Every time I go to speak or train at a different company, I get the same response: ‘You make presentations sound so simple. I get it, but I don’t get how I get buy-in from everyone else?’
The goal of any presentation is to influence your audience to act. Maybe you want your employees to get on board with your new vision or idea, or to motivate your client towards a new outcome. You want to make them feel excited, inspired, or ready and raring to go.
Nine out of ten times, at the completion of a presentation, you’re probably met with chirruping crickets, blank faces or stifled yawns (if your audience hasn’t fled the room already).
So what gives?
Make a point
The problem that most of us trip up on is that you need to think about the behavior of your audience way before you even start talking.
You can only claim that you have a ‘winning presentation’ if your presentation achieves what you wanted it to achieve. If your audience does what you want them to do; that they respond in the way you want them to respond. That is how you measure whether your presentation has been successful or not.
But all too often when I ask a speaker what their objective for their presentation is, they don’t even know. They can’t tell me why they are presenting (other than because they’ve been told to) or what they want the audience to feel, act or do after they have seen the presentation.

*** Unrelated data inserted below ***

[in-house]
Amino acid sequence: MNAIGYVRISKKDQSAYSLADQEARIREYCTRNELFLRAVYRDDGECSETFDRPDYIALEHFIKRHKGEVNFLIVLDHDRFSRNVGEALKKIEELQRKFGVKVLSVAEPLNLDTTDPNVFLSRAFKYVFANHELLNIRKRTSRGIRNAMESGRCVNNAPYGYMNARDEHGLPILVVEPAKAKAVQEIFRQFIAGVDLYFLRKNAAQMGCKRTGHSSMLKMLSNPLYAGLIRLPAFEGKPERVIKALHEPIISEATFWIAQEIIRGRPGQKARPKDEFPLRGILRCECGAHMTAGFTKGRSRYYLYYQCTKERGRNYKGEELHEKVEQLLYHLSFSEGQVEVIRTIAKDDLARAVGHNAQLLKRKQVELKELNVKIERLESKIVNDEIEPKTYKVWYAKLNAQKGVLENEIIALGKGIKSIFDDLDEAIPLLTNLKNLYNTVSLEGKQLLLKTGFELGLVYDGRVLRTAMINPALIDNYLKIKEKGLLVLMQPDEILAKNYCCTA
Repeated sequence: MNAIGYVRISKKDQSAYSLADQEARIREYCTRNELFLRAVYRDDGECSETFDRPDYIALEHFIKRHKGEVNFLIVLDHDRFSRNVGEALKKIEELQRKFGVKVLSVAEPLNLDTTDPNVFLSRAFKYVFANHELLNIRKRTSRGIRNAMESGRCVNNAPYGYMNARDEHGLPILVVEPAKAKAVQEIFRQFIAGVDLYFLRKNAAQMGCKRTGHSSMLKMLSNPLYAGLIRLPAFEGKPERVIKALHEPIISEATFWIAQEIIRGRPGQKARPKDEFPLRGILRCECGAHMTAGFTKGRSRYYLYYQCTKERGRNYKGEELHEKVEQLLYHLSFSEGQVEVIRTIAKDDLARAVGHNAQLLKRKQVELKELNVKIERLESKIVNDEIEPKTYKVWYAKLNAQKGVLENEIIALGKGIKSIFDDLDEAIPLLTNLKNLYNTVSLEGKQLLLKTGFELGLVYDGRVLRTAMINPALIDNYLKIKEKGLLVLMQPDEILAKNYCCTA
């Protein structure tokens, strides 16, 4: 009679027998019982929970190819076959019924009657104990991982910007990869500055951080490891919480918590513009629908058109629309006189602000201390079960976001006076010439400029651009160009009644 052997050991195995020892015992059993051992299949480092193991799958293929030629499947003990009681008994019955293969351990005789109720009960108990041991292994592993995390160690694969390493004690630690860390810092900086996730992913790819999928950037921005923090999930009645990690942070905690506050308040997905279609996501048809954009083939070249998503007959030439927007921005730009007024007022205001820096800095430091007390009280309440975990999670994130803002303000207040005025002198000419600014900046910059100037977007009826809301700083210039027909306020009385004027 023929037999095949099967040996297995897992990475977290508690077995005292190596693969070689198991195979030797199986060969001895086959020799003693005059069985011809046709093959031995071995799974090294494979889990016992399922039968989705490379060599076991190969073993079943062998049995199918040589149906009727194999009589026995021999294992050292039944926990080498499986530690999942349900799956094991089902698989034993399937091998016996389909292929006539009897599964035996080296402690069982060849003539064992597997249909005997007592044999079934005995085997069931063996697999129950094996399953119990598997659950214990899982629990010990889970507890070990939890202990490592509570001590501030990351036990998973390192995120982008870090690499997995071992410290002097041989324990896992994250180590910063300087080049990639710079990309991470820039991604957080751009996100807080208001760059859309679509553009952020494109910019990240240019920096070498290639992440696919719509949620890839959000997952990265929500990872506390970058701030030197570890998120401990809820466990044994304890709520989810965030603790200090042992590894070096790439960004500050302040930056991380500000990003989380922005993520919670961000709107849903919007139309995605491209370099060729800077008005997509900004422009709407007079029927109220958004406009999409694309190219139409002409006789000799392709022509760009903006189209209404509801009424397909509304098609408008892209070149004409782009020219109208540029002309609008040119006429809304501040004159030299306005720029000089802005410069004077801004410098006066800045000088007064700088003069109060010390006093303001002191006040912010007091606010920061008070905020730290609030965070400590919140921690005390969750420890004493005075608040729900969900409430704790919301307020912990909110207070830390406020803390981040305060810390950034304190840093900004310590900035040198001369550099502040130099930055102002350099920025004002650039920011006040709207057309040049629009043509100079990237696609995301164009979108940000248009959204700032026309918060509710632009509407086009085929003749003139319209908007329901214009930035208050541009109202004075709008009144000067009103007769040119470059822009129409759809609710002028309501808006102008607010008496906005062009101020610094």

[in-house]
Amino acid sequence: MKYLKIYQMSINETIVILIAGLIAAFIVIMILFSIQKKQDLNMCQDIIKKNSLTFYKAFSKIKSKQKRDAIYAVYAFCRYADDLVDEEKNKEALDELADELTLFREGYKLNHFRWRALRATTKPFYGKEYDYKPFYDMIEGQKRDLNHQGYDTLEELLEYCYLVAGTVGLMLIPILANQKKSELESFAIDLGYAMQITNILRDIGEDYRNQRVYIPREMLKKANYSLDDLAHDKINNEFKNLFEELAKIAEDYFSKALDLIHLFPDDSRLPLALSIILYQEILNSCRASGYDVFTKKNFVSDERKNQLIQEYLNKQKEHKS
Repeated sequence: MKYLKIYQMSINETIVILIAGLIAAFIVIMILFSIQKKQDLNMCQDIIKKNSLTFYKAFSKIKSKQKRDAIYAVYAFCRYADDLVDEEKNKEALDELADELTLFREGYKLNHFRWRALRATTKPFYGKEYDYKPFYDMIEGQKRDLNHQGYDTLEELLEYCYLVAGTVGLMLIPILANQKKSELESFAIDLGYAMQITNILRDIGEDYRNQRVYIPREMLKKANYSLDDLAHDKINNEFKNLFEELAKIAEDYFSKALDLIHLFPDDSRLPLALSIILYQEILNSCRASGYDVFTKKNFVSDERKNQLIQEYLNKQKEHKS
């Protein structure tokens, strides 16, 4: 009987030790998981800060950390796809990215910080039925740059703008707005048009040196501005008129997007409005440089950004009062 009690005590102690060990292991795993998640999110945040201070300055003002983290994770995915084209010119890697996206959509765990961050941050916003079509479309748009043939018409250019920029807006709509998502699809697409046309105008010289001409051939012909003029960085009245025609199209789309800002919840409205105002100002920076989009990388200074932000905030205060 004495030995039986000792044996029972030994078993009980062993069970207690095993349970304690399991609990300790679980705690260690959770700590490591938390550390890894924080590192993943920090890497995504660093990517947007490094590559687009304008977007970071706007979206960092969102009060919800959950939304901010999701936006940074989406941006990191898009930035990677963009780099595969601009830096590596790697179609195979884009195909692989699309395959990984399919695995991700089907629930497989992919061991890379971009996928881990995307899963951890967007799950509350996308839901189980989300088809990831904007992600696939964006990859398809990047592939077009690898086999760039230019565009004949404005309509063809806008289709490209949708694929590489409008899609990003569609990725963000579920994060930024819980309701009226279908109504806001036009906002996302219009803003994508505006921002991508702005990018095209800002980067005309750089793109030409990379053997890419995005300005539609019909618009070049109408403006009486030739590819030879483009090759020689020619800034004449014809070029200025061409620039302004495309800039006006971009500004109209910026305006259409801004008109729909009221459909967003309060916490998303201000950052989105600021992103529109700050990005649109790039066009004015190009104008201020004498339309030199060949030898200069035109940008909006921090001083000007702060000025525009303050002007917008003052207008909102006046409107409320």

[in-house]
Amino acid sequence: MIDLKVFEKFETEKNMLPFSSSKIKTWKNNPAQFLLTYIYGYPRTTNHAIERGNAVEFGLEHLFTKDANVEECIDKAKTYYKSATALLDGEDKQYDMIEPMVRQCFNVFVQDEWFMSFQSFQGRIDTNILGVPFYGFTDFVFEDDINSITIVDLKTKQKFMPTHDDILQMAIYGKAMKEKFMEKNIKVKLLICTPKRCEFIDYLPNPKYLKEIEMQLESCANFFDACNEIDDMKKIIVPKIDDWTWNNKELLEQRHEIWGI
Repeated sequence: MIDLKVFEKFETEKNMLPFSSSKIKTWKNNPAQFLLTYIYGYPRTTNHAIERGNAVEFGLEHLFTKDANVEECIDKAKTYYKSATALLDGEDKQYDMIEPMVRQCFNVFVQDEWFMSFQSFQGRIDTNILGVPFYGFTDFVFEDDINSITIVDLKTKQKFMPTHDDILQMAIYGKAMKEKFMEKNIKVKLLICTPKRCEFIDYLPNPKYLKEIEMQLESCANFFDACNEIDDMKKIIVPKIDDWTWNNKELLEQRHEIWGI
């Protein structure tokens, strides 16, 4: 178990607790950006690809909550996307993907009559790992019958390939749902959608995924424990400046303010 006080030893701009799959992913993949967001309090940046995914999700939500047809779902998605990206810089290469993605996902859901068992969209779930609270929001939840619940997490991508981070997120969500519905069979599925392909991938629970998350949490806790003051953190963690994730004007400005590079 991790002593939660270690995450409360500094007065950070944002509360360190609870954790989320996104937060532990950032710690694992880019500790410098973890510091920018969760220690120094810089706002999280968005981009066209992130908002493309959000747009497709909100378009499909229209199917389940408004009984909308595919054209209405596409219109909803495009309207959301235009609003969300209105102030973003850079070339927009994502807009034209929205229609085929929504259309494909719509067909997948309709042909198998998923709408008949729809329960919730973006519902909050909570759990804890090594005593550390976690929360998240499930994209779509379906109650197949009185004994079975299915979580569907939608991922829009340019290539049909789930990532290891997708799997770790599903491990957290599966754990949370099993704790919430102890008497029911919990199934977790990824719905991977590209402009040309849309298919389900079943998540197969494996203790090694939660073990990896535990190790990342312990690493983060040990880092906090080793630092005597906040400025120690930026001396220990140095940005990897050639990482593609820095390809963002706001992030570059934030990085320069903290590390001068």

You have to be 100% clear on what your purpose for your presentation is.
To identify your purpose, you need to ask yourself:
- What is your main message?
You should have only one. Less than 10% of a presentation is remembered so if you start jamming in many messages then you will lose your audience. As communication expert Dianna Booher once said, ‘If you can’t write your message in a sentence, you can’t say it in an hour’.
- What is your objective?
Are you trying to educate your audience, share results or sell them something? Again, you should only be doing one of these.
- What are your audience’s needs?
Do you have a clear understanding of who you are presenting to? What do you want them to think, act or feel after you present? You must assess their beliefs, values and motivations. What makes them tick. Get into their shoes at the start, listen to them as you walk through the presentation and gather feedback at the end.
The key challenge we all face regardless of industry, is that the world is more and more competitive every day. It is harder than ever to stand out and be noticed. To communicate your point of view with the right people in the right way.
But there is one thing that is NOT going to help you and that is business or corporate jargon.
There is no more B2B or B2C in today’s communication landscape. All this has done is create unnatural, overcomplicated messages and solutions that people can’t engage with.
What the world needs today, what your customers, clients, stakeholders and team members are crying out for is H2H – from human to human, a natural connection through compelling visuals and emotional stories.